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Normal Topic GM Repetoire 6: Resulting Endgame (Read 3515 times)
Keano
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Re: GM Repetoire 6: Resulting Endgame
Reply #2 - 02/01/11 at 09:49:51
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That endgame looks like something Black should be avoiding to me. He is going to have to suffer long and hard to draw it. For example what if White just plays a calm move clearing the back-rank threats - something like g3. Then he's still attacking f7 pawn and h6 pawn - ideal would be to take on h6 and then try and combine play with the slow advance of the h-pawn. No doubt a computer will say it should be a draw but playing it is another thing.
  
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Leo Chessi
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Re: GM Repetoire 6: Resulting Endgame
Reply #1 - 02/01/11 at 09:29:31
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I don't know what sufficient playing strength is, but I'll comment anyway.  Black's control of the d-file likely compensates for his damaged pawn structure.  There is still a little bit of play in the position and there are opportunities for both sides to make mistakes (well, aren't there always?).  For example, 22 Qxh6 releases the blockade of Black's center and allows ...f5, when Black may be able to combine central pawn advances with action on the g- and h-files.  Even then, White's position is probably solid enough to hold, and if Black overpresses and White can exchange queens in a favorable situation, Black's structural deficiencies could tell.  Prolly about =.

All that being said, I am suspicious as to whether this truly represents best play by both sides.  Surely White can find some way to restrain the center other than exchanging knight for Black's dismal DSB.  I haven't examined these positions in detail because I prefer 5...Nf6.  In fact, these days, I prefer reaching the Dragon via 2...g6, bypassing the Moscow entirely.  Clearly not an option for the ...d6/...e6 crowd, though.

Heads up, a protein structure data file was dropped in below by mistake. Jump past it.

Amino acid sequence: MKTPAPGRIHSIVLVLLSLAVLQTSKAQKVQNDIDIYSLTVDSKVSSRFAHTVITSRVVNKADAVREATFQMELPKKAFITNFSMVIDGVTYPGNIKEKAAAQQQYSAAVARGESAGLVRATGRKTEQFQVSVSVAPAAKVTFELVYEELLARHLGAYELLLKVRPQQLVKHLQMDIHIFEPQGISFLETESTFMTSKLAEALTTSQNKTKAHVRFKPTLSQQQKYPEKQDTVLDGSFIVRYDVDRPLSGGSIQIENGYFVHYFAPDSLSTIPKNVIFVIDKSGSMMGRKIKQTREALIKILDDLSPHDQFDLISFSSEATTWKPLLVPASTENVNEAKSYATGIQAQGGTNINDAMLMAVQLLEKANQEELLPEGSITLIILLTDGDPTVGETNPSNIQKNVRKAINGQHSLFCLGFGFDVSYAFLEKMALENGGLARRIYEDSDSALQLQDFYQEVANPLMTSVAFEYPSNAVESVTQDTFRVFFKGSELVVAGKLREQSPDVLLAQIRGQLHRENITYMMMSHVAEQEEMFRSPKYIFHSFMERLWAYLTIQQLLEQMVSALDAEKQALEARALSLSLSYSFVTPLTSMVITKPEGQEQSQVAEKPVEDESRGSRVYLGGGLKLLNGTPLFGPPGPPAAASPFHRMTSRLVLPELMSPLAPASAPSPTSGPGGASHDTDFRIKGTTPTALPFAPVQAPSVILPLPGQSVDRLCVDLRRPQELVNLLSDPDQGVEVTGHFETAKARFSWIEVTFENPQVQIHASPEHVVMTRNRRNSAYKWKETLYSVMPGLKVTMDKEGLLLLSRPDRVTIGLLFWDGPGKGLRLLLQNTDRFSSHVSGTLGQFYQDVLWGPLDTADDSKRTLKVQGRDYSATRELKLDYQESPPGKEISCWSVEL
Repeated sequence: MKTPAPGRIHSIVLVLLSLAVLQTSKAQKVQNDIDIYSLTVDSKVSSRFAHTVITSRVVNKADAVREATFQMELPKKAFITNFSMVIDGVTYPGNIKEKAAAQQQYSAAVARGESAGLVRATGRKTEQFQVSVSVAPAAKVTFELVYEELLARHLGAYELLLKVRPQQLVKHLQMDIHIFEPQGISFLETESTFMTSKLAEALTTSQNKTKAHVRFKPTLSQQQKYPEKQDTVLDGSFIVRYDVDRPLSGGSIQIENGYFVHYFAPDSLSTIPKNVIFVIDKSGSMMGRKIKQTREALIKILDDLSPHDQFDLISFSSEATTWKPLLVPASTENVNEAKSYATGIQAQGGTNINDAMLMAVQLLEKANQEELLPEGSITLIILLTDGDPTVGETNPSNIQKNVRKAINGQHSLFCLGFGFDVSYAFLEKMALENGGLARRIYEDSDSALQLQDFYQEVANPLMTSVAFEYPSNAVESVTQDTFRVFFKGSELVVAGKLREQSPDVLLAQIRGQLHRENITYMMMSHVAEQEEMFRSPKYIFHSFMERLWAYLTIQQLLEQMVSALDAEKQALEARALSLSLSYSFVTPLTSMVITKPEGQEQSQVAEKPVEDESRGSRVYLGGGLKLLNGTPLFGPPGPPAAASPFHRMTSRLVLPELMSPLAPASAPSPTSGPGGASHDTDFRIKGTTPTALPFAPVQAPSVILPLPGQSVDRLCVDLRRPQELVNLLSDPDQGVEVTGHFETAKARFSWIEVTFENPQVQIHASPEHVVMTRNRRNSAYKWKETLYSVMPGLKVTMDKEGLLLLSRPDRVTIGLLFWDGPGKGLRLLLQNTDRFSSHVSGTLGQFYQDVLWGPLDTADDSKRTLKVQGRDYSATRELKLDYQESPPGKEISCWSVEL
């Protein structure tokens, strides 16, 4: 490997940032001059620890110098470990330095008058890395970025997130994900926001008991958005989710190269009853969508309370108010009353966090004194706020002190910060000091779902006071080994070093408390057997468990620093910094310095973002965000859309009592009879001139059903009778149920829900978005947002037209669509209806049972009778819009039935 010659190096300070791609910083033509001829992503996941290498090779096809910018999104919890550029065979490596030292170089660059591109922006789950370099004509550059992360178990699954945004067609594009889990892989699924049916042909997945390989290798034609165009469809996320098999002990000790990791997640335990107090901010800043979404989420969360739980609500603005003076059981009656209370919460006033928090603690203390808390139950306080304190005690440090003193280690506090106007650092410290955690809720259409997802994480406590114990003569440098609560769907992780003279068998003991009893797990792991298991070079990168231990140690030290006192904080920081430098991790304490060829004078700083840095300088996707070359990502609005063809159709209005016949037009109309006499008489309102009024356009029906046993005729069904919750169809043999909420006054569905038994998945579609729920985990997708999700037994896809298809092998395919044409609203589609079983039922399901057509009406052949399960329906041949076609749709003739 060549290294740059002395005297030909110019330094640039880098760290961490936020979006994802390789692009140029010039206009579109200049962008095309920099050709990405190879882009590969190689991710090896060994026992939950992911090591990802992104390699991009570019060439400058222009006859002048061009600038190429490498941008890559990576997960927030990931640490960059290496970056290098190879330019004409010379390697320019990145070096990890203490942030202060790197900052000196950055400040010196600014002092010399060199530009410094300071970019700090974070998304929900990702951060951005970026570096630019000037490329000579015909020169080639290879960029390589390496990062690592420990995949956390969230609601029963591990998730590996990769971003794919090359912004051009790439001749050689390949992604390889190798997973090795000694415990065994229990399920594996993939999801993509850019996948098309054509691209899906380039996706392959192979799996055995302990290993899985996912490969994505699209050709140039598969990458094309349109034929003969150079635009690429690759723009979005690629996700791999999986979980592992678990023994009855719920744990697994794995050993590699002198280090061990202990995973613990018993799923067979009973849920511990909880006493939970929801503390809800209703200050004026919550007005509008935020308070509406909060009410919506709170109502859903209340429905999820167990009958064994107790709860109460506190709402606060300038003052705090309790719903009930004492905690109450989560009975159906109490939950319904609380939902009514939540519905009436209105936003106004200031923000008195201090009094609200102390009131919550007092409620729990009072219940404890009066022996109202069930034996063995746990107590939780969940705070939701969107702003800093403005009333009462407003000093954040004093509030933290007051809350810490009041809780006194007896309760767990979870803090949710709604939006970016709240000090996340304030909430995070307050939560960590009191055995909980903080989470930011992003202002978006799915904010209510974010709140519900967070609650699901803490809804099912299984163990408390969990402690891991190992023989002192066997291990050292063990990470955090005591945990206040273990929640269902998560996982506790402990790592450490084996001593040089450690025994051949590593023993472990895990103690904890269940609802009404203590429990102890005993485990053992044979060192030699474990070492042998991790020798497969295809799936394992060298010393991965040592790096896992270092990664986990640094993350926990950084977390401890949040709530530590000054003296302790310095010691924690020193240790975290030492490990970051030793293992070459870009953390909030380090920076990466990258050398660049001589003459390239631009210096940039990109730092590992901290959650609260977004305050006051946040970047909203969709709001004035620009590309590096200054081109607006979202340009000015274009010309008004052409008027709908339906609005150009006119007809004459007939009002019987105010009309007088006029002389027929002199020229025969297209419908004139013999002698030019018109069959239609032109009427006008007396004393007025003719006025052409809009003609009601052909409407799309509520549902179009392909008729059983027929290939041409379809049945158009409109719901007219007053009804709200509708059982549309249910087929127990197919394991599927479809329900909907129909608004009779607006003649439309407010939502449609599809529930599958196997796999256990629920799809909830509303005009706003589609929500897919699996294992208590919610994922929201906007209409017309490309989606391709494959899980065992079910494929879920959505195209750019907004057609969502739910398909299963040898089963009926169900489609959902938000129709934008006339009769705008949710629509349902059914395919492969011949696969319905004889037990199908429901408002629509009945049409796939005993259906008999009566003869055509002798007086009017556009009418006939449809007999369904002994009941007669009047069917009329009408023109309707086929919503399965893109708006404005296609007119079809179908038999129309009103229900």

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XNetman
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GM Repetoire 6: Resulting Endgame
12/16/10 at 01:36:22
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I'm going through the 3. Bb5 chapter.

On pg. 126 in the reference Ulibin-Kosintseva is given:

1. e4 c5 2. Nf3 d6 3. Bb5+ Bd7 4. Bxd7+ Qxd7 5. O-O Nc6 6. c3 Nf6 7. d4 Nxe4 8.
d5 Ne5 9. Re1 Nf6 10. Nxe5 dxe5 11. c4 O-O-O 12. Nc3 e6 13. Bg5 h6 14. Bxf6
gxf6 15. Qf3 Be7 16. Rad1 Kb8 17. d6 Bxd6 18. Nb5 Qe7 19. Nxd6 Rxd6 20. Rxd6
Qxd6 21. Qxf6 Rd8

The comment here is 'Black had no problems' but in this particular game it looks like Black only actually won on time (the actual end position looks clearly won for white).

Anyone of sufficient strength able to comment on this end game. Should the material equality end in a mutual liquidation or inability to make progress, or should the slightly better white queen and slightly weaker black kingside pawns finally decide the game?
  
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